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You get a video that you can use on YouTube or possibly repurpose for other platforms, and in exchange, they get one-on-one help from you that they wouldn't normally have access to.
#2: Focus on Long-Form Evergreen Content on YouTube
Creating content for YouTube requires a different approach than other social media channels. With YouTube, you want to focus on making content that people will still want to watch 5 years from now. It should be entry-level educational material, not advanced stuff. To get the advanced stuff, people need to hire you.
Long-form content works incredibly well on YouTube. The 1- to 3-hour category is the single biggest growth category inside education on YouTube. This is a very different expectation from users than when they go to other social platforms. So if you're accustomed to creating bite-sized, snackable content for platforms like Instagram and TikTok, this will require a shift in mindset. Recognize that YouTube is just a different beast.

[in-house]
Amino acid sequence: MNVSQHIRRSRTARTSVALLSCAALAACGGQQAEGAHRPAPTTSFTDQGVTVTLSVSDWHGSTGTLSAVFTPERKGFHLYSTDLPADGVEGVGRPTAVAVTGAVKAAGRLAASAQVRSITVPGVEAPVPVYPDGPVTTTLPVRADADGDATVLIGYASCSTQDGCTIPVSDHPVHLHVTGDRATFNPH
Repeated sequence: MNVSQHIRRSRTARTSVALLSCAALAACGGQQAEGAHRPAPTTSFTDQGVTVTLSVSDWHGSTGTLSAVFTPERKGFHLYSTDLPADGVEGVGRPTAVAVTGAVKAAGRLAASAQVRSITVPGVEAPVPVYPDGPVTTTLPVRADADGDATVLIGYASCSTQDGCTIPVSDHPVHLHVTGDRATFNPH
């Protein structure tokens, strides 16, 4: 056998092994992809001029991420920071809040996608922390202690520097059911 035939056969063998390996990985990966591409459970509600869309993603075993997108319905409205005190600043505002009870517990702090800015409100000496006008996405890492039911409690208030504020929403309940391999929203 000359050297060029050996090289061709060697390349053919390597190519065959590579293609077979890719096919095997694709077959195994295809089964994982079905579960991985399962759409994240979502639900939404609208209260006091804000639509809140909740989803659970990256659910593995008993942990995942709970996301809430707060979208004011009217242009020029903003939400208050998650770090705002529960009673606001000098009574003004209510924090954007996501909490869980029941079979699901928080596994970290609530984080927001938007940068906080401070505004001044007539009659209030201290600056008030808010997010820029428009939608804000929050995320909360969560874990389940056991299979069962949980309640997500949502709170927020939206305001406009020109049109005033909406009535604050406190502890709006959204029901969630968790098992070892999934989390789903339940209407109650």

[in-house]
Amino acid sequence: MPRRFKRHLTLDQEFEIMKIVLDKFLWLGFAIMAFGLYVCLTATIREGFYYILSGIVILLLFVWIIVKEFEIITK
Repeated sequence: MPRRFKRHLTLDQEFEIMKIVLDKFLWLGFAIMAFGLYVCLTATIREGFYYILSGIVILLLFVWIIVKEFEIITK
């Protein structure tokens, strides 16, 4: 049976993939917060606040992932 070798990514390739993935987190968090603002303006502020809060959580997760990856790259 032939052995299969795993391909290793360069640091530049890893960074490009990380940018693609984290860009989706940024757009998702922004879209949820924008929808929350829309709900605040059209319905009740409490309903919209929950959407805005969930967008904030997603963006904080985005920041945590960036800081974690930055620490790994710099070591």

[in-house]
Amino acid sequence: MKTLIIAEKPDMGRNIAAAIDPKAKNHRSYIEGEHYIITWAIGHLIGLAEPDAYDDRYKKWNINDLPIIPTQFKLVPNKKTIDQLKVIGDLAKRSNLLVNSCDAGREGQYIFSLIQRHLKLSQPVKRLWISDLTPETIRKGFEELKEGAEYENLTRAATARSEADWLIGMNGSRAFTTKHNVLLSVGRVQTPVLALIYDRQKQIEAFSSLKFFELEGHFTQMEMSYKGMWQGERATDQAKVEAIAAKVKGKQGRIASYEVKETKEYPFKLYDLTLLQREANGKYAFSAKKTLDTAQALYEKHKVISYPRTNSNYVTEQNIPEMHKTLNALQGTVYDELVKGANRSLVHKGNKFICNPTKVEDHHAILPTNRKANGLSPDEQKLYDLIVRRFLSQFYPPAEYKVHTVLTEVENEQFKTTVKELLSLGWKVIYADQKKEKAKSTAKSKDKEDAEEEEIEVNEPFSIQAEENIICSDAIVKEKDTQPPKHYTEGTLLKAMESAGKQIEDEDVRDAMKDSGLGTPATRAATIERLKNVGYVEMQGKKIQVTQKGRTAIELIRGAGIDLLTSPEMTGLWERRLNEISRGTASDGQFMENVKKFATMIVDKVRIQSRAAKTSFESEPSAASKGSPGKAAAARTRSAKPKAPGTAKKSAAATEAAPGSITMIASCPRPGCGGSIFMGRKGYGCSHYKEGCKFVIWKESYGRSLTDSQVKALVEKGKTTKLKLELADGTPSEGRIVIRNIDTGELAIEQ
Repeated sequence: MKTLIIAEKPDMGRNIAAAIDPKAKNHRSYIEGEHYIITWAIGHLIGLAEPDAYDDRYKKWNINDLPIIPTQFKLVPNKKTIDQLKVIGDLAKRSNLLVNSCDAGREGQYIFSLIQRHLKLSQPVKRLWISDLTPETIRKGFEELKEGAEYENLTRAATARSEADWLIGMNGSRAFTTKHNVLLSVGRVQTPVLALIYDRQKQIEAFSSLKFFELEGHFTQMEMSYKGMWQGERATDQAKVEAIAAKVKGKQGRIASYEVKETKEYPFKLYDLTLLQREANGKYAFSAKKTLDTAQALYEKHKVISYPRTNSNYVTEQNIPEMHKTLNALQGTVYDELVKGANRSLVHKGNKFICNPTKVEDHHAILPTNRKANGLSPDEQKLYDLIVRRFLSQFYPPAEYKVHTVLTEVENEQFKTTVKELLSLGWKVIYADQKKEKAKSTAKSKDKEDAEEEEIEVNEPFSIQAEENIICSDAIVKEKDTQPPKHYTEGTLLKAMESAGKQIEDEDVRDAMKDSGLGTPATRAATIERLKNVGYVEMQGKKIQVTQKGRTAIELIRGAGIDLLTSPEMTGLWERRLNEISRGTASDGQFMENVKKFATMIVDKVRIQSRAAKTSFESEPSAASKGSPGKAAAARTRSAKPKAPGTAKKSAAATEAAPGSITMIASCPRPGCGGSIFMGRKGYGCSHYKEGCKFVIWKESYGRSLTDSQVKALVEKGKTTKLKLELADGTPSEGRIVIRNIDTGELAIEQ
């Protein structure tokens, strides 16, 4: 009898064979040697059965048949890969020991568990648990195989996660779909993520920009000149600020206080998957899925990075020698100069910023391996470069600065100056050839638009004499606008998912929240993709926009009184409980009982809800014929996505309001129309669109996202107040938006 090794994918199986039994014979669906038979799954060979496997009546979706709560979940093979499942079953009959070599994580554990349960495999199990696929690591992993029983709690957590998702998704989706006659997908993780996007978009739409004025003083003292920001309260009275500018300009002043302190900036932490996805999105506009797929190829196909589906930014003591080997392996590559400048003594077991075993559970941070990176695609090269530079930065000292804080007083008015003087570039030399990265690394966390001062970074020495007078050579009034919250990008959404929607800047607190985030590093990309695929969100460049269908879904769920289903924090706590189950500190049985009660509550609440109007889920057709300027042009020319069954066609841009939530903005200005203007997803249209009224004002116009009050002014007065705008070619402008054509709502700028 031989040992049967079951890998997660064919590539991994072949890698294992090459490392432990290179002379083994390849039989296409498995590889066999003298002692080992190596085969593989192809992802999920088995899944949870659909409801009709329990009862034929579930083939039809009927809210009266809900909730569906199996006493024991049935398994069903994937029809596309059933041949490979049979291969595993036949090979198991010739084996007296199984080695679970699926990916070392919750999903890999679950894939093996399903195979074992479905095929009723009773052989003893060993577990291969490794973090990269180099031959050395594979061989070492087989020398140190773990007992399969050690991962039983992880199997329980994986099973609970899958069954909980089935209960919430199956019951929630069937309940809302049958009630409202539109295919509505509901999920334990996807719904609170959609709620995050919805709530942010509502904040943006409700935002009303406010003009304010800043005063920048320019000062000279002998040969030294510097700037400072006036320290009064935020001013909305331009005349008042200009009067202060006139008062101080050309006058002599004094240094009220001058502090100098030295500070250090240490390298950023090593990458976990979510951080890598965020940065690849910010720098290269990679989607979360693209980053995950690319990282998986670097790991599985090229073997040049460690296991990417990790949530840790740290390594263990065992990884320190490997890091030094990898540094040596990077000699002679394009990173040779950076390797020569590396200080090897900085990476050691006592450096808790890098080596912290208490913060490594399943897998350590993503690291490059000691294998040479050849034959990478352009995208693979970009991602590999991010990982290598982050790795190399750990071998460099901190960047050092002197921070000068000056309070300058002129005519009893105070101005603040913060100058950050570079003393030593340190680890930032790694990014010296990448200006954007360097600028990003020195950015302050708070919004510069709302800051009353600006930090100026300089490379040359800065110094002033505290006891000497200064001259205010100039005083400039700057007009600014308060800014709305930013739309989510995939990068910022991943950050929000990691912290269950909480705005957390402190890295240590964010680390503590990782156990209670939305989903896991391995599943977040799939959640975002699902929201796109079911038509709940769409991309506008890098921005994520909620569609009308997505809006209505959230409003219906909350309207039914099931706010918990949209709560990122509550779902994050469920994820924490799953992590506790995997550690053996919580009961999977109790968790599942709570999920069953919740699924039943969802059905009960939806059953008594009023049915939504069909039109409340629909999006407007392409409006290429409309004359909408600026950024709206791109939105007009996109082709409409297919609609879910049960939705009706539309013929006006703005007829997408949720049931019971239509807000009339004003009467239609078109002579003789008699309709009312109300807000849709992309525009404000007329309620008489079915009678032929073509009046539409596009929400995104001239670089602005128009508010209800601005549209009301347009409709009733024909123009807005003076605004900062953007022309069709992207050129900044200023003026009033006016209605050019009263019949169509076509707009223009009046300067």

When you're creating longer-form content for YouTube, the first minute still matters a lot. Everything you've learned as a marketer to capture attention—your headline and subheads, and newsletter subject line—still matters for the first minute.
The opening of your video has to hook the viewer in. This isn't new marketing language or terminology. You need a hook to make people want to continue reading down your landing page, or in this case, continue watching.
Don't start your video with a long introduction welcoming people back to your channel. You might think it's polite and helpful, but most of the time, no one cares. People come to YouTube to find an answer, and if you're not jumping into the answer, they're clicking out of your video to find another video that will give them an answer.
Remember, most of your viewers on YouTube are seeing you for the first time. All of the work you put into crafting the perfect title and thumbnail, along with choosing the perfect keywords, will be wasted if no one is sticking around to watch the video.